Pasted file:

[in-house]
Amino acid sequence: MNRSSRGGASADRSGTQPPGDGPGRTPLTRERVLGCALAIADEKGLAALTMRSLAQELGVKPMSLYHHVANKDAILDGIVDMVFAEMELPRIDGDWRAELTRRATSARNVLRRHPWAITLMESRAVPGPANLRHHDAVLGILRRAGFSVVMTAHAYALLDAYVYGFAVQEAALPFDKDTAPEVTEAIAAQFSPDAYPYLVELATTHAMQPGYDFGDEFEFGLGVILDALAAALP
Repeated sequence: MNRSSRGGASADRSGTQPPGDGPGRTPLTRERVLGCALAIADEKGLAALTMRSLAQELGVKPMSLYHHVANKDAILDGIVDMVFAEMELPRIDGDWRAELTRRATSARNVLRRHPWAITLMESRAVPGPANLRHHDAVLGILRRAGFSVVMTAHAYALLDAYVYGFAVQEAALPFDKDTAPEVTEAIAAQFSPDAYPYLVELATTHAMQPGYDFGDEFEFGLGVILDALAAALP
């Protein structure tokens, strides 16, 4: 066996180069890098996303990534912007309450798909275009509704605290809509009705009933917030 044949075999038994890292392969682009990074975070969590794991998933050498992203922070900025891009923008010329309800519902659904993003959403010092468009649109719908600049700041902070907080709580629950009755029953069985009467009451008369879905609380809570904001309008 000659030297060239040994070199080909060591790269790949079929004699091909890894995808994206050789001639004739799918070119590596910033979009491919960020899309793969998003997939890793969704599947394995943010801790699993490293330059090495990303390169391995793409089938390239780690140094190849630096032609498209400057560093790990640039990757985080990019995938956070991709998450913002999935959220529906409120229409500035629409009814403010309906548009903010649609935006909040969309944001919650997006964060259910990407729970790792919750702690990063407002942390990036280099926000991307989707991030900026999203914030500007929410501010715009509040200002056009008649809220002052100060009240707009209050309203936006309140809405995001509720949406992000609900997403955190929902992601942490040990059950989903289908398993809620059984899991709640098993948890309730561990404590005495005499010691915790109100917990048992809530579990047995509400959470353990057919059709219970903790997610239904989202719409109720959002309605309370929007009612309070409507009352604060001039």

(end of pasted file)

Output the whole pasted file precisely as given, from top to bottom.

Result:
[in-house]
Amino acid sequence: MNRSSRGGASADRSGTQPPGDGPGRTPLTRERVLGCALAIADEKGLAALTMRSLAQELGVKPMSLYHHVANKDAILDGIVDMVFAEMELPRIDGDWRAELTRRATSARNVLRRHPWAITLMESRAVPGPANLRHHDAVLGILRRAGFSVVMTAHAYALLDAYVYGFAVQEAALPFDKDTAPEVTEAIAAQFSPDAYPYLVELATTHAMQPGYDFGDEFEFGLGVILDALAAALP
Repeated sequence: MNRSSRGGASADRSGTQPPGDGPGRTPLTRERVLGCALAIADEKGLAALTMRSLAQELGVKPMSLYHHVANKDAILDGIVDMVFAEMELPRIDGDWRAELTRRATSARNVLRRHPWAITLMESRAVPGPANLRHHDAVLGILRRAGFSVVMTAHAYALLDAYVYGFAVQEAALPFDKDTAPEVTEAIAAQFSPDAYPYLVELATTHAMQPGYDFGDEFEFGLGVILDALAAALP
């Protein structure tokens, strides 16, 4: 066996180069890098996303990534912007309450798909275009509704605290809509009705009933917030 044949075999038994890292392969682009990074975070969590794991998933050498992203922070900025891009923008010329309800519902659904993003959403010092468009649109719908600049700041902070907080709580629950009755029953069985009467009451008369879905609380809570904001309008 000659030297060239040994070199080909060591790269790949079929004699091909890894995808994206050789001639004739799918070119590596910033979009491919960020899309793969998003997939890793969704599947394995943010801790699993490293330059090495990303390169391995793409089938390239780690140094190849630096032609498209400057560093790990640039990757985080990019995938956070991709998450913002999935959220529906409120229409500035629409009814403010309906548009903010649609935006909040969309944001919650997006964060259910990407729970790792919750702690990063407002942390990036280099926000991307989707991030900026999203914030500007929410501010715009509040200002056009008649809220002052100060009240707009209050309203936006309140809405995001509720949406992000609900997403955190929902992601942490040990059950989903289908398993809620059984899991709640098993948890309730561990404590005495005499010691915790109100917990048992809530579990047995509400959470353990057919059709219970903790997610239904989202719409109720959002309605309370929007009612309070409507009352604060001039």